How Long Do Dog Periods Last?

The duration of a dog’s heat cycle, also known as a period, varies widely between different breeds and individual dogs, but it typically lasts between 2 to 4 weeks. It occurs in two stages: proestrus, which lasts approximately 9 days, during which the dog is attractive to males but is not receptive; and estrus, which lasts around 9 days, during which the female dog is receptive to males.

After this, there’s a stage called diestrus, which can last from 60 to 90 days, and this is a stage where the dog appears to be out of heat but physiological and behavioral changes are still happening. Finally, there’s anestrus, a stage of inactivity before the dog goes into heat again. It’s important to note that smaller breeds could go into heat more often, up to 3-4 times a year, while larger breeds might only go into heat once every 12-18 months.

Last Updated on September 20, 2023

One of the most important aspects you need to look into when considering getting a dog is how much of a responsibility taking care of a pooch is.

This cannot be stressed enough, especially when taking care of female dogs, knowing that they have certain episodes of having periods. Plainly put, there is a lot of preparation to do.

But for our female four-legged friends, how long does this stage last? What can you do when the situation requires for you to be extra hands on? When should you send your dog to the veterinarian? When should you be worried?

Worry no more! As in this feature, we are going to talk about the different stages of a dog period, how they last, and what should you do when the “heat cycle” arrives.

Let’s get started!

dog giving his paw

An Introduction

For our female dogs, they usually reach sexual maturity at around six months, before they have the first stage of the estrus cycle.

Now I can almost hear you thinking, “What in the world is the estrus cycle?”

My dear friend, I’m glad you asked.

The Estrus Cycle

The estrus cycle or the heat simply pertains to the phase of a female dog’s reproductive cycle and usually lasts 21 – 28 days. During this period, your female pet is receptive to mating with males. Also during this time, her estrogen levels first increase then decrease drastically and eggs are then released from her ovaries, and sometimes, she releases blood from her vagina.

Related: Can A Dog Get Pregnant When She’s Not In Heat?

Dogs in heat usually experience four stages: proestrus, estrus, diestrus, anestrus. Let’s take a closer look at these phases.

Proestrus is known to be the beginning of the heat period where your pooch’s body is preparing to mate. This usually lasts about nine days, but can sometimes last from three to 17 days. A sign you may want to look into is when your dog holds her tail close to her body and stick just as close to your side. This is also the known stage in which your pet will attract males, but she will just fend them off, and can even be aggressive during certain periods of time during this part of the heat cycle.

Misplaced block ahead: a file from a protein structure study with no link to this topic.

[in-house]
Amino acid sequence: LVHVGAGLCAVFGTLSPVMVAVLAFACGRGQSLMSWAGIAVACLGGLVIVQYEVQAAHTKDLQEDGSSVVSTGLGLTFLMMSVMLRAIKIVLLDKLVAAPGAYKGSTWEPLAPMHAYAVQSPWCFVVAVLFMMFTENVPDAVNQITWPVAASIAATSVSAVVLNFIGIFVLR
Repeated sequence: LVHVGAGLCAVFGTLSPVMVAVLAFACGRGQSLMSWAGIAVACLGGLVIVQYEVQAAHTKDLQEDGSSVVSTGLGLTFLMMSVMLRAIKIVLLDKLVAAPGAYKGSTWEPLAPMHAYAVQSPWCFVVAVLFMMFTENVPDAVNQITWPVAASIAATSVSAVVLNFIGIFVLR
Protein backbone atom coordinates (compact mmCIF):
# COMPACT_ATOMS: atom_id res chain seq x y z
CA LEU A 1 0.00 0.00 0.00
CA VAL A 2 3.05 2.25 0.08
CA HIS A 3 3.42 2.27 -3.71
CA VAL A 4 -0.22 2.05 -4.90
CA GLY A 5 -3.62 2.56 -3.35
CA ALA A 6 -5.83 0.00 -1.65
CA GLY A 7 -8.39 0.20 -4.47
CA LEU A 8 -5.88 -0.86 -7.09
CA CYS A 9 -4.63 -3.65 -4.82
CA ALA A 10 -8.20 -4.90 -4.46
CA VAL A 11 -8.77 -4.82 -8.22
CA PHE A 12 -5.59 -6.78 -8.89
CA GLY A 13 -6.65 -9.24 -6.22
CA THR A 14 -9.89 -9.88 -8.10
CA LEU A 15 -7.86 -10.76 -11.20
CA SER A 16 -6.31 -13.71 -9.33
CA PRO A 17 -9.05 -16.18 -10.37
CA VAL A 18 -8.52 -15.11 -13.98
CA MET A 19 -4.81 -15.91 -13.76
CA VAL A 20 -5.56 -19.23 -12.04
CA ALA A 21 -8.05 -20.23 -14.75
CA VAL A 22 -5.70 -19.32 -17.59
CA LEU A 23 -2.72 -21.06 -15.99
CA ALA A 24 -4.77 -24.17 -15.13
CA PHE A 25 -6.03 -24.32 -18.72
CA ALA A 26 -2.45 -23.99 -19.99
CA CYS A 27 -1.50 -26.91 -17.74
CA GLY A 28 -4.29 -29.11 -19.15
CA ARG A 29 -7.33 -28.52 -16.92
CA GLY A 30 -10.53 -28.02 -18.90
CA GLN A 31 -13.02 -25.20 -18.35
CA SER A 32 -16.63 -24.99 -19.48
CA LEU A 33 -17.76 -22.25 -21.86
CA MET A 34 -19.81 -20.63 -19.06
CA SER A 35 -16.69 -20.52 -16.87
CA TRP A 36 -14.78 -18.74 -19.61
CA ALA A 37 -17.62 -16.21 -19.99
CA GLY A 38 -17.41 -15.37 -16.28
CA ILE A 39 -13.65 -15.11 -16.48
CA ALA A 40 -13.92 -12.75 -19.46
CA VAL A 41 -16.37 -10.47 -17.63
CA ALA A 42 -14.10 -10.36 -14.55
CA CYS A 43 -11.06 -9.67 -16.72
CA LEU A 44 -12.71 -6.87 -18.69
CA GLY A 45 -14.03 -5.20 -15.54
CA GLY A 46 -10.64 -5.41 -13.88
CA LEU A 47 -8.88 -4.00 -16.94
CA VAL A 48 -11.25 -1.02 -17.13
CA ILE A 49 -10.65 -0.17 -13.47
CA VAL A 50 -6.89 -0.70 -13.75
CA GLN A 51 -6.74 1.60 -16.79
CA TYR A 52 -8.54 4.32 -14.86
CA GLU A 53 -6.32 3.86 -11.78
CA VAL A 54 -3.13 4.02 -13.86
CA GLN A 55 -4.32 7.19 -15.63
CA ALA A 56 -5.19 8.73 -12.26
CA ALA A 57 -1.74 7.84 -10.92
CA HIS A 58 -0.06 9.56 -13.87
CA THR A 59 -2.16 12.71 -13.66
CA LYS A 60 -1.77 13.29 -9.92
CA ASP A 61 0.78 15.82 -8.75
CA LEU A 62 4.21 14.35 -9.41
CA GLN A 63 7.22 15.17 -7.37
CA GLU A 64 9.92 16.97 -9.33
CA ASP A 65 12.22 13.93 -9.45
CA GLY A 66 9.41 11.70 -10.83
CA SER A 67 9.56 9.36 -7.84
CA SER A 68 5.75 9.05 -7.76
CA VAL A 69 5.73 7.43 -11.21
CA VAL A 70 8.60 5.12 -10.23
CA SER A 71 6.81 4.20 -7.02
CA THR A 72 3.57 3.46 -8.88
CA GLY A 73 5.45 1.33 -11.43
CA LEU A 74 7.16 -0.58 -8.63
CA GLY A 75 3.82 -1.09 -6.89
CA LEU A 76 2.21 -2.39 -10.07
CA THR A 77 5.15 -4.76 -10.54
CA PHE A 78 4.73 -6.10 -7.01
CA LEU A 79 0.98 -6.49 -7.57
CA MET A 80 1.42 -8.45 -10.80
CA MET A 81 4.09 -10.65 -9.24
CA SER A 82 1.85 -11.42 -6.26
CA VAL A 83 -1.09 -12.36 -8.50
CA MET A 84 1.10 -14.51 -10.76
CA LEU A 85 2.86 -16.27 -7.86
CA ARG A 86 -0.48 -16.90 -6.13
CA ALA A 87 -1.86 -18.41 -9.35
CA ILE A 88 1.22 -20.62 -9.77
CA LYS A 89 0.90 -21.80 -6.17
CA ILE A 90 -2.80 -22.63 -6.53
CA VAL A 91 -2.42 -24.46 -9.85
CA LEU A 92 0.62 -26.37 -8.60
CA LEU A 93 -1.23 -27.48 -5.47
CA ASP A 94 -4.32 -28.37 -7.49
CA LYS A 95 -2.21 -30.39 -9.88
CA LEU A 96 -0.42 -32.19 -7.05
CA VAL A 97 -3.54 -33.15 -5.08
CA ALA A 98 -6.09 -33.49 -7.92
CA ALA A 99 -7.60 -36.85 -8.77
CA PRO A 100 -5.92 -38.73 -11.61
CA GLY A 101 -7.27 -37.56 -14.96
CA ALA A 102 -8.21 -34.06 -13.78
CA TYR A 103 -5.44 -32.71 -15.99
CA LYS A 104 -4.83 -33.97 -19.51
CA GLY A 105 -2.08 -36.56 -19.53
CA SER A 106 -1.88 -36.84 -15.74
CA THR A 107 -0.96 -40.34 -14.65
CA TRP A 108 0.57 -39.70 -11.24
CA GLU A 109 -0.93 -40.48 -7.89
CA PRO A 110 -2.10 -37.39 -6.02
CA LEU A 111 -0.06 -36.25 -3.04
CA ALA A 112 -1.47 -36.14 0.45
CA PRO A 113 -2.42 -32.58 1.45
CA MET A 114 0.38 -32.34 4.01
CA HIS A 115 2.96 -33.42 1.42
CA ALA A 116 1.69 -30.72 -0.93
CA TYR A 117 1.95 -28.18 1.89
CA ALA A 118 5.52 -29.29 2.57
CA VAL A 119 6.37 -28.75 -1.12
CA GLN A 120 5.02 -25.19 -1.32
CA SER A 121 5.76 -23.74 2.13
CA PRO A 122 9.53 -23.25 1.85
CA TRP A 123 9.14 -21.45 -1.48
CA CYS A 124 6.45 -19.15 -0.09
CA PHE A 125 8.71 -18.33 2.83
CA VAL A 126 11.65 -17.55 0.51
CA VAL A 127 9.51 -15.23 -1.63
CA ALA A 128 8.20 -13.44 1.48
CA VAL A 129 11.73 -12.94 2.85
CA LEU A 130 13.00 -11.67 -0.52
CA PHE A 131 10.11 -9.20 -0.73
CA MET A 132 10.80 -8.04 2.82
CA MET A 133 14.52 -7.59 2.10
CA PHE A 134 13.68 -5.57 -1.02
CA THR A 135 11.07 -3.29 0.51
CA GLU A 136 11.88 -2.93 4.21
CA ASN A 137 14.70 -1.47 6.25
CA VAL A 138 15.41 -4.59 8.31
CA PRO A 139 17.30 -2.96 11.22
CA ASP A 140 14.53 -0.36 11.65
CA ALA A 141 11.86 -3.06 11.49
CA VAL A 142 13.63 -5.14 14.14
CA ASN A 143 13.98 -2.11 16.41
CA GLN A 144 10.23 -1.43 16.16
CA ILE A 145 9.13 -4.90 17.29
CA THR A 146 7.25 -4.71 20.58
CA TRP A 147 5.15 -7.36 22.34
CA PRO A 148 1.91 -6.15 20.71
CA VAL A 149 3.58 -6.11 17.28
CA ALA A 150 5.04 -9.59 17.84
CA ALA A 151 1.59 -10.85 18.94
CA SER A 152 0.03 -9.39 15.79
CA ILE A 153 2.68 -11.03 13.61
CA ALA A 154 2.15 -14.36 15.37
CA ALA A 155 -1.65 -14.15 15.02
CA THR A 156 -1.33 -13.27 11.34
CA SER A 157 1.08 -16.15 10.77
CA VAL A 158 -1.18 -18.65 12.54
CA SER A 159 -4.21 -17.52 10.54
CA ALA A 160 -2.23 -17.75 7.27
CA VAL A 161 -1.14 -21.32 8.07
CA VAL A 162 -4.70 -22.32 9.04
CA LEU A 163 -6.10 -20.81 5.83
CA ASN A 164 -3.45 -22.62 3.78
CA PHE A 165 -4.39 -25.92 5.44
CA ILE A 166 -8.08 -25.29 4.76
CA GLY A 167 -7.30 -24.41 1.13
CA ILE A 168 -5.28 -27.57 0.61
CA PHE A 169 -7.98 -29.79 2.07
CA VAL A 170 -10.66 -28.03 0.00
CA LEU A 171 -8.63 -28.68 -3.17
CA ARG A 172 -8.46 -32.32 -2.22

Estrus, also known as the mating phase, is the second stage of the heat cycle. This usually lasts around nine days. A common indication is that you may see your dog urinating more frequently, and is seen to be marking spots within and outside your home to proceed with “mating calls”. If the presence of a male dog is around, your female will likely make the first move, and will proceed hindquarters first.

Also, some other signs you may want to look into is the engorgement of or a swollen vulva. However, do take note that this swelling is not always obvious. As part of this reproductive phase, a bloody vaginal discharge is often the first sign that  a pet parent will tend to notice when taking care of dogs in heat.

Diestrus happens after the “in heat” period, and is known to last for two months, and is also the pregnancy period.

Anestrus is the last stage in which it is also known as the uterine repair phase.

What Do I Do If My Dog Is On Her Period?

During these fragile months, it’s important to be equipped and ready.

Ideally, you’re going to want to isolate your pet from unneutered male dogs. It also helps to keep her on a leash and never let her leave the house alone.

For the case of bleeding, you can always have the option to restrict her from access to areas of the house that are fairly difficult to clean. Another popular option amongst pet parents are dog diapers and crates. Usually, these methods are only done in short periods of time, and usually doesn’t take longer than months.

A Final Word

Normally, there isn’t a major cause for concern whenever your dog is on her reproductive cycle. Whatever the dog breed, it’s inevitable that they will undergo such a stage. It’s important as a responsible pet parent to always be on the look out for your pooch’s special needs. At the end of the day, it’s always a good idea to consult a veterinarian if you are uncertain on how to handle this period in time of your dog’s life!


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